October 9, 2010
The following article appeared in Global Times on 29 September:
It now looks unlikely that the current Sino-Japanese dispute will be resolved next week in Brussels on the sidelines of the ASEM Asia-Europe Summit, when Premier Wen Jiabao and Japanese Prime Minister Naoto Kan will both be there. Whatever the true facts of the collision between a Chinese trawler and two Japanese coastguard ships in the East China Sea, the position has become very serious. China’s forcing Tokyo to release the Chinese captain is a short term diplomatic victory for China but may not be a good thing in the long run.
Western observers are confused as to why Beijing now insists upon an apology which Tokyo does not appear able to make, but has prompted a retaliatory demand for compensation. What is Beijing’s objective in taking the dispute one step further and how can the dispute be resolved? A fear is that pragmatism has been replaced by sentiment. The rhetoric is, of course, designed for domestic audiences. Sovereignty is also a root of the dispute. Both countries are applying very strict interpretations of sovereignty over disputed territories.
China and Japan are major trading and investment partners. This episode, which will not be quickly forgotten, increases mutual distrust and is likely to damage the commercial relationship.
More serious, however, it is a setback to Sino-Japanese reconciliation. It also risks stoking nationalism in both countries. China’s new assertiveness worries other Asian countries. The South China Sea, critically important to China, is the setting for several bilateral territorial disputes.
The incident and China’s subsequent action encourages other Asian countries to strengthen their military capability and form alliances. It also invites the United States to play an even more active role in the region, its presence being regarded by Beijing as an irritant. The South China Sea has been declared by US Secretary of State Hillary Clinton an American national interest and by officials a Chinese core interest.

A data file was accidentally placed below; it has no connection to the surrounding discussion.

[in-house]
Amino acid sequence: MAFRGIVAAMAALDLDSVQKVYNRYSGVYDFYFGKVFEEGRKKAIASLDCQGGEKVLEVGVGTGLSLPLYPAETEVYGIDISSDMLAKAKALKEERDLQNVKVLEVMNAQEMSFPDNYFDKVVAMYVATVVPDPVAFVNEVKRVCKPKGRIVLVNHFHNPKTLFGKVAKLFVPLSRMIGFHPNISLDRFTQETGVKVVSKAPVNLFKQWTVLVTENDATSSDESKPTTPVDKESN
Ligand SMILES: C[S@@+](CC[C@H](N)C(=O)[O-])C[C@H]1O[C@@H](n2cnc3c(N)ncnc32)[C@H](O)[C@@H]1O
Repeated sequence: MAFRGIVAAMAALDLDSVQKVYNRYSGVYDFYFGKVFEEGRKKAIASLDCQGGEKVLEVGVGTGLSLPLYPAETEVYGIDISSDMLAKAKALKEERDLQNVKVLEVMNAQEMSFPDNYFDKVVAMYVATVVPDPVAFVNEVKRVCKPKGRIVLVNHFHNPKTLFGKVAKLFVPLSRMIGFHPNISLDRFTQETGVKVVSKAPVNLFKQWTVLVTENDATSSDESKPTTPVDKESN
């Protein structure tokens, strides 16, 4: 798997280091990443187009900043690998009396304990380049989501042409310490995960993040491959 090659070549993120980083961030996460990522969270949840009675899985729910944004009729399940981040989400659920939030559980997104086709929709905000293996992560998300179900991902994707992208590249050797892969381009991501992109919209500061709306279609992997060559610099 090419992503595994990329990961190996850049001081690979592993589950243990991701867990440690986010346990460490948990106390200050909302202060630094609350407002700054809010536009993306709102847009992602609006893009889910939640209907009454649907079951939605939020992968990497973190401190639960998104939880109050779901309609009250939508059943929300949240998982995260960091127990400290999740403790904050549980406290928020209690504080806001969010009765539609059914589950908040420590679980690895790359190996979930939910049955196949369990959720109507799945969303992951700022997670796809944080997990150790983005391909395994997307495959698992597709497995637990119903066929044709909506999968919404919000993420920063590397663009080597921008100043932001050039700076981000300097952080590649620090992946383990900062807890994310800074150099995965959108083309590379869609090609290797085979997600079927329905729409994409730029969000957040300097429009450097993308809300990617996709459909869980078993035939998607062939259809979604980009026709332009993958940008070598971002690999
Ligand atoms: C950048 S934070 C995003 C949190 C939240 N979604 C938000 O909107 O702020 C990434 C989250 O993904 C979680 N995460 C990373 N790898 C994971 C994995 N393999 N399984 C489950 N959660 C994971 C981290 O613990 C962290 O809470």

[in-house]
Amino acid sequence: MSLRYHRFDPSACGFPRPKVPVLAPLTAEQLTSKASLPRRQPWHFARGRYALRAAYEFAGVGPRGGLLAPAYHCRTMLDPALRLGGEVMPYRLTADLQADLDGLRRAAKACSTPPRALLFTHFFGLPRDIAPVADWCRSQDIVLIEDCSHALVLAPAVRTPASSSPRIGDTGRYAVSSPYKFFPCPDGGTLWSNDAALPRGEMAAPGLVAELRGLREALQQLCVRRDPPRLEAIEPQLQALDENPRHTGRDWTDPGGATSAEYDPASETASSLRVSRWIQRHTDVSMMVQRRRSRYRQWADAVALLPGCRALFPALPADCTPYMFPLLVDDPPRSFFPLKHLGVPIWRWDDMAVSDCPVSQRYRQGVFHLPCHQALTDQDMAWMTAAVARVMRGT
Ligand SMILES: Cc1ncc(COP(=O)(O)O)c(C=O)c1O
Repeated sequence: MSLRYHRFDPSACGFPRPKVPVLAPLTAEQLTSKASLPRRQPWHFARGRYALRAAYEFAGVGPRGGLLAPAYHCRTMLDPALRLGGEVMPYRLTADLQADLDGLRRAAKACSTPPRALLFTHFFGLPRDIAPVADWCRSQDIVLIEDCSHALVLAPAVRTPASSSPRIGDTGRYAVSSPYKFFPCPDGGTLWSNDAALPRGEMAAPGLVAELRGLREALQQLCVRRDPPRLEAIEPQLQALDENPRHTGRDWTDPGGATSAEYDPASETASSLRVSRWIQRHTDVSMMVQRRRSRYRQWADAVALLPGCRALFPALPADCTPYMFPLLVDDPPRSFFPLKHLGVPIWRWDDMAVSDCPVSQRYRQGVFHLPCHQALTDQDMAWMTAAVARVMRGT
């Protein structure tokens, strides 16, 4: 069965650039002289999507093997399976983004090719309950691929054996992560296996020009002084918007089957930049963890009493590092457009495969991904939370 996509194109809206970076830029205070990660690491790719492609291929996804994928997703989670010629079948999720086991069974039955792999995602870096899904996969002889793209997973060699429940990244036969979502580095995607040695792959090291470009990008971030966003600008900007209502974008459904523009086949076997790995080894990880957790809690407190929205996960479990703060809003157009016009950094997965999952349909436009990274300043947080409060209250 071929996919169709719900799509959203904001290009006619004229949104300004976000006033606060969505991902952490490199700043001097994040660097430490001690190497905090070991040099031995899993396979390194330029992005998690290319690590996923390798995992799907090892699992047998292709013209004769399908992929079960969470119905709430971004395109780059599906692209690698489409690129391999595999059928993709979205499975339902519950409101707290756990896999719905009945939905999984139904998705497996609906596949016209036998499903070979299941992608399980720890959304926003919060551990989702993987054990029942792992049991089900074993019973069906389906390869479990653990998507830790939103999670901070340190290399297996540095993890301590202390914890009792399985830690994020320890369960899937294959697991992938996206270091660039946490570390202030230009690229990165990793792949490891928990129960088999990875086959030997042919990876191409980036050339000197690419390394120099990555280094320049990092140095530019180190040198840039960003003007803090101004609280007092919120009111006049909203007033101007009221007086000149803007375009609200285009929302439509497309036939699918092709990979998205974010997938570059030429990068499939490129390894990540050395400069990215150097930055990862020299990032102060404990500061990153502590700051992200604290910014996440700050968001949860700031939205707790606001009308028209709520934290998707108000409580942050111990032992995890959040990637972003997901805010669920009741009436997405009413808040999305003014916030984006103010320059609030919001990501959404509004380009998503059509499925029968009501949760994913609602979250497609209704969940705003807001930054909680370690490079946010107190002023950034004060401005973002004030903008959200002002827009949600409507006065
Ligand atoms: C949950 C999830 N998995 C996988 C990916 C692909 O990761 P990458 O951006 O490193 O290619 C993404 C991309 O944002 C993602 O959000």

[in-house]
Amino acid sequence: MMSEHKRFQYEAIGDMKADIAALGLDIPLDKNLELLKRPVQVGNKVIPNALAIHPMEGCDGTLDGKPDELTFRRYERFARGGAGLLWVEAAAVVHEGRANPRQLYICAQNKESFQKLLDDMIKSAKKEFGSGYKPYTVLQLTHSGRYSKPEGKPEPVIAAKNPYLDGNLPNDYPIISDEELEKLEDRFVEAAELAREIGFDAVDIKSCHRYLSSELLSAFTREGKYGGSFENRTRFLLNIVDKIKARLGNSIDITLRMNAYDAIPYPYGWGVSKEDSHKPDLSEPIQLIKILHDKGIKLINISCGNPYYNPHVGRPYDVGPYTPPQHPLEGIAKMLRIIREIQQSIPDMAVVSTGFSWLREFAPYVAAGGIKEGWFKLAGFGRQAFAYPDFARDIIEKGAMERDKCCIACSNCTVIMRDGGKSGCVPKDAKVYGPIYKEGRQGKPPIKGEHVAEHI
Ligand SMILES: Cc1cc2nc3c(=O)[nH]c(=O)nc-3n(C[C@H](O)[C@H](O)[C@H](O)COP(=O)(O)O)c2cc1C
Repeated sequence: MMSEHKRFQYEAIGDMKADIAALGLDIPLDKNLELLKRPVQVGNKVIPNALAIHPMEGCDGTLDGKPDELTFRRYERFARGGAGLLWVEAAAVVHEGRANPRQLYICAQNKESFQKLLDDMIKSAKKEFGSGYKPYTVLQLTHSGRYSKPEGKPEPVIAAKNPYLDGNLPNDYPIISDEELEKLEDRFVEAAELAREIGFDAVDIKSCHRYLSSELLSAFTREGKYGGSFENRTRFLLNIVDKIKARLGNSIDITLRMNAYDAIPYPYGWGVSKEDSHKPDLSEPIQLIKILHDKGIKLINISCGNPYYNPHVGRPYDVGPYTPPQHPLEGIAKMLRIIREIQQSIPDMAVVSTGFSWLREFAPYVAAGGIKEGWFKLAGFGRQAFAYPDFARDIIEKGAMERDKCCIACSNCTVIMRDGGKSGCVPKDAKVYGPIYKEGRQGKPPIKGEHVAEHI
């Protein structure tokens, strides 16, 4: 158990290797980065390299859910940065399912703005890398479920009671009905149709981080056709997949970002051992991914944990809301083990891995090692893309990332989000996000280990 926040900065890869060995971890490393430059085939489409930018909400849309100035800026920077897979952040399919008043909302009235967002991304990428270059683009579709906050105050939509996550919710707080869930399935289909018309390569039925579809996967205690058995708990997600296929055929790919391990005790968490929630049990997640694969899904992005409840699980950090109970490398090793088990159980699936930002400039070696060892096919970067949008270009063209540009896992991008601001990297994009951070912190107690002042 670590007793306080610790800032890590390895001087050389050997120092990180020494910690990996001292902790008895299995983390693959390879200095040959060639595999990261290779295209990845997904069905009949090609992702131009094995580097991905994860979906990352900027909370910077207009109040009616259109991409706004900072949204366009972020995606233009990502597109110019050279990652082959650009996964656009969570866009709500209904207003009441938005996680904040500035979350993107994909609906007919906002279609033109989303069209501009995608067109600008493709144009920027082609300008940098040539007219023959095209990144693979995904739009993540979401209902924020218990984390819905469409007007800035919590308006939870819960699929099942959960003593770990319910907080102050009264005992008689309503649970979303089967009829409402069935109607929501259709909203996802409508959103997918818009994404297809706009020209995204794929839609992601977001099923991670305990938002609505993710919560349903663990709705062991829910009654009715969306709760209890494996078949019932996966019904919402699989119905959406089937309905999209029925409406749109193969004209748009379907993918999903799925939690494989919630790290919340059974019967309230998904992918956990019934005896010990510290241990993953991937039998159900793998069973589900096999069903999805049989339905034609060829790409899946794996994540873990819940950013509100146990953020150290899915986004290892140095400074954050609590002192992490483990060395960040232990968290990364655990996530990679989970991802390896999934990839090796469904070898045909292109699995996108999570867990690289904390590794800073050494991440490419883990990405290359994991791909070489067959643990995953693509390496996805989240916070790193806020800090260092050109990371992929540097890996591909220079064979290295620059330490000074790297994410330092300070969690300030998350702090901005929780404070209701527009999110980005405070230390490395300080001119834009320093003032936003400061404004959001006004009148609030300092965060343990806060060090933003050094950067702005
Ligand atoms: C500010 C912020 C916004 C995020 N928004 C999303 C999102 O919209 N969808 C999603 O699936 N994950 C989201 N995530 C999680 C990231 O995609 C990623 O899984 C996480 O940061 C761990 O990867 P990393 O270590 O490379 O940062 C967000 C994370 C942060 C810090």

We Europeans know what balance of power games did to Europe, culminating in two huge European civil wars last century in which millions lost their lives. But a balance of power rivalry is now breaking out in Asia and its potential consequences must not be underestimated. It has been said that the next war will be over energy and/or water. It is not wise to dramatise but nor is it wise to be complacent. Vital waters, territorial disputes, energy claims and water shortages are an explosive mixture.
Current Chinese neighbourhood policy is not in China’s own interests. It will encourage an even greater American involvement in the region and promote alliances between the US and Asian countries. The United States has declared its support for Japan on the dispute and it has brought the two countries closer together when they are undergoing difficulties in their relationship. ASEAN has asked the United States to remain in the region. Despite China’s diplomatic success, China’s desired image of peaceful development and responsible international stakeholder have been damaged.
Chinese and Japanese economic growth needs stability in East Asia. The two countries must revitalise the peaceful coexistence, and dampen down nationalistic sentiments. Is it too late to follow Deng Xaoping, who said in 1978 that China and Japan should shelve the sovereignty issue and engage in joint development?Author : Stanley Crossick